This is a little gem of a display. Held in Room 6, one of the small rooms on the top floor of the NPG up there with the Tudors and the Stuarts et al, the display focuses on a now little-known portrait painter of the 17th century, Cornelius Johnson.
Cornelius Johnson was born in London in 1593 to a Flemish/German Protestant family and from the style of his work it is thought he trained in the Netherlands before returning to set up his studio in Blackfriars. Johnson was appointed as a court painter to Charles I and, although now pretty much forgotten, was one of the most popular, successful and prolific artists of his day. How does that happen? Here was a man who painted the portraits of the highest in the land and worked on every scale from giant family portraits to the smallest miniature. And yet, his name has all but disappeared from mainstream art history.
This is the first ever show of Johnson’s work and there are some stunning works on show. Especially beautiful is an early portrait of Susanna Temple, later Lady Lister from 1620.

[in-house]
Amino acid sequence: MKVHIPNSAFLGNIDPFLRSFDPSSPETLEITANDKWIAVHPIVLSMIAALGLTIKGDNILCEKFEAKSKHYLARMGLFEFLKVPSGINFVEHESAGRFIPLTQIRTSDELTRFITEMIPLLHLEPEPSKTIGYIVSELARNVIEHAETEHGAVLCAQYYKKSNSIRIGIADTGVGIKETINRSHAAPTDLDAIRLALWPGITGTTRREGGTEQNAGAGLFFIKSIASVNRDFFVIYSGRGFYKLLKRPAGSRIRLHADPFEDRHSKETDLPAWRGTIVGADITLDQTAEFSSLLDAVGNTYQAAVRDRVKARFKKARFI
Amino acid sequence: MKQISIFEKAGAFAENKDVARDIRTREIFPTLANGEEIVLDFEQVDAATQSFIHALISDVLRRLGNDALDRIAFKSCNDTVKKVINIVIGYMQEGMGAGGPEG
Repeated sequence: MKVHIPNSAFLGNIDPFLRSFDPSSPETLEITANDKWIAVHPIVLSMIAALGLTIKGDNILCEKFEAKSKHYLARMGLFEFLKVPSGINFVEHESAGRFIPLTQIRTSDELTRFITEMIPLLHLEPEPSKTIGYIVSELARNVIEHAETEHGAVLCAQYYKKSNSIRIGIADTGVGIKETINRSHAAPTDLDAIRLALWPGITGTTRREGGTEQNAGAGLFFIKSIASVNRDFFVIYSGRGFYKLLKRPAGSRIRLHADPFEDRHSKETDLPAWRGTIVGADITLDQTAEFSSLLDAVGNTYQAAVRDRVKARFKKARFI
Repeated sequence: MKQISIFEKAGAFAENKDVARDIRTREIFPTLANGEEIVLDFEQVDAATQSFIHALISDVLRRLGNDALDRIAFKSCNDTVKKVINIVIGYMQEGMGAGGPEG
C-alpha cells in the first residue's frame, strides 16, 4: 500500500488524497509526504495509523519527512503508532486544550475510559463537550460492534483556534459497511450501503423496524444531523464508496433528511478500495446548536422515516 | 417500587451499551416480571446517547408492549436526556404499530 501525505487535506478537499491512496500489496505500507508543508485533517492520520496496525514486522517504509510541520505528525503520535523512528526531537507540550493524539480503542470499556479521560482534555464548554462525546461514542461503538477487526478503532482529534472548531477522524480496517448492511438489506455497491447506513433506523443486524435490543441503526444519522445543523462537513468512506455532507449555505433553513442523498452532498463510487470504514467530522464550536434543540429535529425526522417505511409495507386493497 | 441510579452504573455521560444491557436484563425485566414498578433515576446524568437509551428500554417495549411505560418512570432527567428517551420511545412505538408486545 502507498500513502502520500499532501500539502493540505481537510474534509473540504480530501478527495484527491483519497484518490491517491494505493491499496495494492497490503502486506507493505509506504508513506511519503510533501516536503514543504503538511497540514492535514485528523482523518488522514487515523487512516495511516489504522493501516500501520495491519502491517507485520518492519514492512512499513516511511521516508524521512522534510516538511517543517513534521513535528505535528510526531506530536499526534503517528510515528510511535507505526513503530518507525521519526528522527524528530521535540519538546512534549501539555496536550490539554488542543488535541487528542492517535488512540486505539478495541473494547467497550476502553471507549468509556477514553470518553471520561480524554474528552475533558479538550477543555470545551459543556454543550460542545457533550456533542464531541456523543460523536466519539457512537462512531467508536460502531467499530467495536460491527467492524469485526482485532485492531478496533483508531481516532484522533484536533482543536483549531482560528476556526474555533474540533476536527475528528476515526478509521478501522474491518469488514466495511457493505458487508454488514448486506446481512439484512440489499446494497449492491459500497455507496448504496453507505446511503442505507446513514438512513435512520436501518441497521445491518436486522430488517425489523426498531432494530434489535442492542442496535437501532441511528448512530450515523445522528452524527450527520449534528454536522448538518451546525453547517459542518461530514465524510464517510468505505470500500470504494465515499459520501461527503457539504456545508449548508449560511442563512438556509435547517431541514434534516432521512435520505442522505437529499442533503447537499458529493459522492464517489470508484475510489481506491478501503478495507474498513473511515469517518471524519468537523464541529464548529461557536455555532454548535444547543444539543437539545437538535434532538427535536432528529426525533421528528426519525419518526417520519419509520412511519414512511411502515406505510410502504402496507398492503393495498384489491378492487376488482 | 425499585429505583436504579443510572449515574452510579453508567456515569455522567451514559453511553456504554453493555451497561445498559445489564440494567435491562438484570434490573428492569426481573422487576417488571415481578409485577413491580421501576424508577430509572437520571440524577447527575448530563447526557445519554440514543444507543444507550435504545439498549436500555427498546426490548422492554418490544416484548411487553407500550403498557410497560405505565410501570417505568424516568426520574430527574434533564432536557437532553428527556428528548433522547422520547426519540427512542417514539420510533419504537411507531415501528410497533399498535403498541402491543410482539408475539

The highlights of the display are four rarely-seen portraits of King Charles I’s children on show from the NPG’s own collection – a young Prince Charles looking small and somewhat haunted and nothing like the bombastic restored Charles II he would become. The future James II looks even more bewildered in his portrait, dwarfed by a giant column. These pre-Civil War portraits of the royal children are poignantly redolent of what we know is to come.
Cornelius Johnson was a contemporary of van Dyck but unlike the great and revered van Dyck, Johnson’s name is now virtually unknown. Hopefully, this new display will help restore his name and reputation in some small way. From what we can see of his work on display here in the NPG he certainly deserves to be remembered.
Open until 13th September 2015
Photographs © The London Art File
National Portrait Gallery
St Martin’s Place